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The Nine Years' War (1688–97) – often called the War of the Grand Alliance or the War of the League of Augsburg〔Older texts may refer to the war as the War of the Palatine Succession, the War of the English Succession, or, in North American historiography as King William's War. This varying nomenclature reflects the fact that contemporaries – as well as later historians – viewed the general conflict from particular national or dynastic viewpoints.〕 – was a major war of the late 17th century fought between King Louis XIV of France, and a European-wide coalition, the Grand Alliance, led by the Anglo-Dutch Stadtholder-King William III, Holy Roman Emperor Leopold I, King Charles II of Spain, Victor Amadeus II of Savoy, and the major and minor princes of the Holy Roman Empire. The Nine Years' War was fought primarily on mainland Europe and its surrounding waters, but it also encompassed a theatre in Ireland and in Scotland, where William III and James II struggled for control of the British Isles, and a campaign in colonial North America between French and English settlers and their respective Indian allies, called “King William’s War” by the English colonists.
Louis XIV had emerged from the Franco-Dutch War in 1678 as the most powerful monarch in Europe; yet the "Sun King" remained unsatisfied. Using a combination of aggression, annexation, and quasi-legal means, Louis XIV immediately set about extending his gains to stabilise and strengthen France's frontiers, culminating in the brief War of the Reunions (1683–84). The resulting Truce of Ratisbon guaranteed France's new borders for twenty years, but Louis XIV's subsequent actions – notably his revocation of the Edict of Nantes in 1685 – led to the deterioration of his military and political dominance. Louis XIV's decision to cross the Rhine in September 1688 was designed to extend his influence and pressure the Holy Roman Empire into accepting his territorial and dynastic claims. But when Leopold I and the German princes resolved to resist, and when the States General and William III brought the Dutch and the English into the war against France, the French King at last faced a powerful coalition aimed at curtailing his ambitions.
The main fighting took place around France's borders: in the Spanish Netherlands; the Rhineland; Duchy of Savoy; and Catalonia. The fighting generally favoured Louis XIV's armies, but by 1696 his country was in the grip of an economic crisis. The Maritime Powers (England and the Dutch Republic) were also financially exhausted, and when Savoy defected from the Alliance all parties were keen for a negotiated settlement. By the terms of the Treaty of Ryswick (1697) Louis XIV retained the whole of Alsace, but he was forced to return Lorraine to its ruler and give up any gains on the right bank of the Rhine. Louis XIV also accepted William III as the rightful King of England, while the Dutch acquired their Barrier fortress system in the Spanish Netherlands to help secure their own borders. However, with the ailing and childless Charles II of Spain approaching his end, a new conflict over the inheritance of the Spanish Empire would soon embroil Louis XIV and the Grand Alliance in a final war – the War of the Spanish Succession.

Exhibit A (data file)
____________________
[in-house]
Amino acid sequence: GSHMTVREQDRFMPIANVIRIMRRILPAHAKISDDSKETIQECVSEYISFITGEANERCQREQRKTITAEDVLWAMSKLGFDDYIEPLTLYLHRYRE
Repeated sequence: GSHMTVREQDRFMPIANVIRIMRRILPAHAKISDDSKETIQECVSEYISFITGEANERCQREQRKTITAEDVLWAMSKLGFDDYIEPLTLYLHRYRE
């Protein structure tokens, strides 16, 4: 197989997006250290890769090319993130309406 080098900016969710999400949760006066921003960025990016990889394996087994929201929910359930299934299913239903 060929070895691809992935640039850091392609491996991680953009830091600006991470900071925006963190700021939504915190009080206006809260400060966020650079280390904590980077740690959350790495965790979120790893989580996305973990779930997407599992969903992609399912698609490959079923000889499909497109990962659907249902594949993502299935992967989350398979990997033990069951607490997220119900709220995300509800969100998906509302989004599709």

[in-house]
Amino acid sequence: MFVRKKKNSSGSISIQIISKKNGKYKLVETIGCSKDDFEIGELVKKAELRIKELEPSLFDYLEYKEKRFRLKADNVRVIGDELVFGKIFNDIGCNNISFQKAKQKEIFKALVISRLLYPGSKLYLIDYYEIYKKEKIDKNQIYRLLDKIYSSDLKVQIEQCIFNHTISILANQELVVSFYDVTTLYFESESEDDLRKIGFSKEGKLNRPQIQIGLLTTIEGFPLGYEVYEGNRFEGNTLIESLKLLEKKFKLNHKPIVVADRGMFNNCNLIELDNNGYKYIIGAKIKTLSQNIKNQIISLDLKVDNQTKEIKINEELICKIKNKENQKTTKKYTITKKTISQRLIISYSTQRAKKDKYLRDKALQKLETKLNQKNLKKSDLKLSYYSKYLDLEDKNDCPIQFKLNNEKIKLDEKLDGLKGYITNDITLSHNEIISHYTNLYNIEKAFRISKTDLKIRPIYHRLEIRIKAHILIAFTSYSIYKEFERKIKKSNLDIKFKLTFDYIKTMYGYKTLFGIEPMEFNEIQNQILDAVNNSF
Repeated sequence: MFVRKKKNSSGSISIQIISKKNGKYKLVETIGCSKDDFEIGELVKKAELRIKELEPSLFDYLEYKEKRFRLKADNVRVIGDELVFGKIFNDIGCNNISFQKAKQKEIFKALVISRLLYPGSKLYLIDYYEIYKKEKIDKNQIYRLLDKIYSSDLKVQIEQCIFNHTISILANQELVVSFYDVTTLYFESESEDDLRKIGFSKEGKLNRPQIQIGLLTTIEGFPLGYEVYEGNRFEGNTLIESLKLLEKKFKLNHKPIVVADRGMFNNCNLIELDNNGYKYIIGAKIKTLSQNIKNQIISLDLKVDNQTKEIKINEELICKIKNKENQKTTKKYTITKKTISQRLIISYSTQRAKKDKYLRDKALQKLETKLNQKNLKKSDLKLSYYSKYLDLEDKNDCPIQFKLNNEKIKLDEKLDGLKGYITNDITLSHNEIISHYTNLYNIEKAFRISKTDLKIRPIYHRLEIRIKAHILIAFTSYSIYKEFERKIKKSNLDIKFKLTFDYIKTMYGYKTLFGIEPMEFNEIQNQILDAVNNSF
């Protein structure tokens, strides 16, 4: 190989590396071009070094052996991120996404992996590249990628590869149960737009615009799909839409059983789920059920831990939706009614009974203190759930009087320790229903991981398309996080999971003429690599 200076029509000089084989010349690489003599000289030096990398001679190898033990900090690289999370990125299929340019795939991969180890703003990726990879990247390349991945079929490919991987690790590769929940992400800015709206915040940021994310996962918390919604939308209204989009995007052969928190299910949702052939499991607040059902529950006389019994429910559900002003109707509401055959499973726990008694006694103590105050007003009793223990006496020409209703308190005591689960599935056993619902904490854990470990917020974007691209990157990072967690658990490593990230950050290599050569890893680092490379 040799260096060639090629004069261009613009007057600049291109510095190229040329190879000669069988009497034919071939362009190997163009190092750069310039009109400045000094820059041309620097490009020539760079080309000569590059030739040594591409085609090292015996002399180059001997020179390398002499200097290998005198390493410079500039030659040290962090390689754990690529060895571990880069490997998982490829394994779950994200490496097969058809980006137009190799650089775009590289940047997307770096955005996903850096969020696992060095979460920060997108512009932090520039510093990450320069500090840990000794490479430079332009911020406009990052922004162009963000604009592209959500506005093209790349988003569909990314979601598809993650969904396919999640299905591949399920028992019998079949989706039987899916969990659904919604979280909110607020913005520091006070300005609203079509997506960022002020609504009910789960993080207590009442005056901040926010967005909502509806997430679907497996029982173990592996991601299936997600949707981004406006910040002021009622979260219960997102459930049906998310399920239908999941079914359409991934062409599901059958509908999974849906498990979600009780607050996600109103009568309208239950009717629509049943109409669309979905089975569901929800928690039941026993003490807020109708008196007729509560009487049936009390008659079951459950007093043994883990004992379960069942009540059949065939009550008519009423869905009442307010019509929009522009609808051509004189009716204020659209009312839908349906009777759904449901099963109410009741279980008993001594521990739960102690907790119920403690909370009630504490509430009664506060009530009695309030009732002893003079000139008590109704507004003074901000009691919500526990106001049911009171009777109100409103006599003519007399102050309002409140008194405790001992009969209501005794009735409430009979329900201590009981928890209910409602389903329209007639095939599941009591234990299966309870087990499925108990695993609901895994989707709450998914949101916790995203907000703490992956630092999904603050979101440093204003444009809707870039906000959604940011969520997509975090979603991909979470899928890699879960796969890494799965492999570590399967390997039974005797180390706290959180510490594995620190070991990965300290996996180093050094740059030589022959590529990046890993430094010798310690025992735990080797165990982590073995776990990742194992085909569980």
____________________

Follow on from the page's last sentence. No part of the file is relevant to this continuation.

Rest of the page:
In the years following the Franco-Dutch War (1672–78) Louis XIV of France – now at the height of his powers – set about to impose religious unity in France, and solidify and expand his frontiers. Louis XIV had already won his personal glory by conquering new territory, but he was no longer willing to pursue an open-ended militarist policy of the kind he had undertaken in 1672, and instead relied upon France's clear military superiority to achieve specific strategic objectives along his borders. Proclaimed the 'Sun King', a more mature Louis XIV – conscious he had failed to achieve decisive results against the Dutch – had turned from conquest to security, using threats rather than open war to intimidate his neighbours into submission.〔McKay; Scott, p. 36.〕
Louis XIV, his chief advisor Louvois, his foreign minister Colbert de Croissy, and his technical expert, Vauban, developed France's defensive strategy.〔Lynn, p. 37.〕 Vauban had advocated a system of impregnable fortresses along the frontier that would keep Louis XIV's enemies out. To construct a proper system, however, the King needed to acquire more land from his neighbours to form a solid forward line. This rationalisation of the frontier would make it far more defensible while defining it more clearly in a political sense, yet it also created the paradox that while Louis XIV's ultimate goals were defensive, he pursued them by hostile means.〔 The King grabbed the necessary territory through what is known as the ''Réunions'': a strategy that combined legalism, arrogance, and aggression.〔Lynn, p. 161.〕
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